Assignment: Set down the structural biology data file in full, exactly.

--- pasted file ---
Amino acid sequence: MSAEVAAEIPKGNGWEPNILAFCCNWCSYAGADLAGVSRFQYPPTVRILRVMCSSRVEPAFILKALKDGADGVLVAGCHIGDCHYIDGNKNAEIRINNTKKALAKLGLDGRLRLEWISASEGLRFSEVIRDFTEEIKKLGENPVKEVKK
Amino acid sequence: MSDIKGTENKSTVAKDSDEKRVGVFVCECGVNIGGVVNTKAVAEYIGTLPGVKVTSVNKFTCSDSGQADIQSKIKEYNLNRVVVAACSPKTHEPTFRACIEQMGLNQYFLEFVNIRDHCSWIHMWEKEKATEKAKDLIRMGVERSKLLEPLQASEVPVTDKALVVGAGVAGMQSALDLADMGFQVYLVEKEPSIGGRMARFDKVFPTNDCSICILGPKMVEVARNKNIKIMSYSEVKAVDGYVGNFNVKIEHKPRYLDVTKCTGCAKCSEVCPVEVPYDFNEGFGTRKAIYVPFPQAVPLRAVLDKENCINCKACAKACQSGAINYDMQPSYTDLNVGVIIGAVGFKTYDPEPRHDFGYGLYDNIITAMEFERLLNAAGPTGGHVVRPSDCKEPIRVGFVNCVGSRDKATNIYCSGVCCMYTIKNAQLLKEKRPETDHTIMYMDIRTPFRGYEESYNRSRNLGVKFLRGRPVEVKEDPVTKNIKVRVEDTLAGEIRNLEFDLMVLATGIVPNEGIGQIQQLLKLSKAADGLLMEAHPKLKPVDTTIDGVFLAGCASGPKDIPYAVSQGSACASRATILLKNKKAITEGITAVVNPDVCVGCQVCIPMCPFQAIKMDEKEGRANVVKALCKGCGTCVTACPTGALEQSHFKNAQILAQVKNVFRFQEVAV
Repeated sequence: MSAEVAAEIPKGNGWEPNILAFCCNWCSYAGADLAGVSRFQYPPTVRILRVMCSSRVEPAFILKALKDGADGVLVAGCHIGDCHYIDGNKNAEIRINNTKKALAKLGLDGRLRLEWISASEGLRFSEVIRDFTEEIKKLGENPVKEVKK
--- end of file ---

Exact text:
Amino acid sequence: MSAEVAAEIPKGNGWEPNILAFCCNWCSYAGADLAGVSRFQYPPTVRILRVMCSSRVEPAFILKALKDGADGVLVAGCHIGDCHYIDGNKNAEIRINNTKKALAKLGLDGRLRLEWISASEGLRFSEVIRDFTEEIKKLGENPVKEVKK
Amino acid sequence: MSDIKGTENKSTVAKDSDEKRVGVFVCECGVNIGGVVNTKAVAEYIGTLPGVKVTSVNKFTCSDSGQADIQSKIKEYNLNRVVVAACSPKTHEPTFRACIEQMGLNQYFLEFVNIRDHCSWIHMWEKEKATEKAKDLIRMGVERSKLLEPLQASEVPVTDKALVVGAGVAGMQSALDLADMGFQVYLVEKEPSIGGRMARFDKVFPTNDCSICILGPKMVEVARNKNIKIMSYSEVKAVDGYVGNFNVKIEHKPRYLDVTKCTGCAKCSEVCPVEVPYDFNEGFGTRKAIYVPFPQAVPLRAVLDKENCINCKACAKACQSGAINYDMQPSYTDLNVGVIIGAVGFKTYDPEPRHDFGYGLYDNIITAMEFERLLNAAGPTGGHVVRPSDCKEPIRVGFVNCVGSRDKATNIYCSGVCCMYTIKNAQLLKEKRPETDHTIMYMDIRTPFRGYEESYNRSRNLGVKFLRGRPVEVKEDPVTKNIKVRVEDTLAGEIRNLEFDLMVLATGIVPNEGIGQIQQLLKLSKAADGLLMEAHPKLKPVDTTIDGVFLAGCASGPKDIPYAVSQGSACASRATILLKNKKAITEGITAVVNPDVCVGCQVCIPMCPFQAIKMDEKEGRANVVKALCKGCGTCVTACPTGALEQSHFKNAQILAQVKNVFRFQEVAV
Repeated sequence: MSAEVAAEIPKGNGWEPNILAFCCNWCSYAGADLAGVSRFQYPPTVRILRVMCSSRVEPAFILKALKDGADGVLVAGCHIGDCHYIDGNKNAEIRINNTKKALAKLGLDGRLRLEWISASEGLRFSEVIRDFTEEIKKLGENPVKEVKK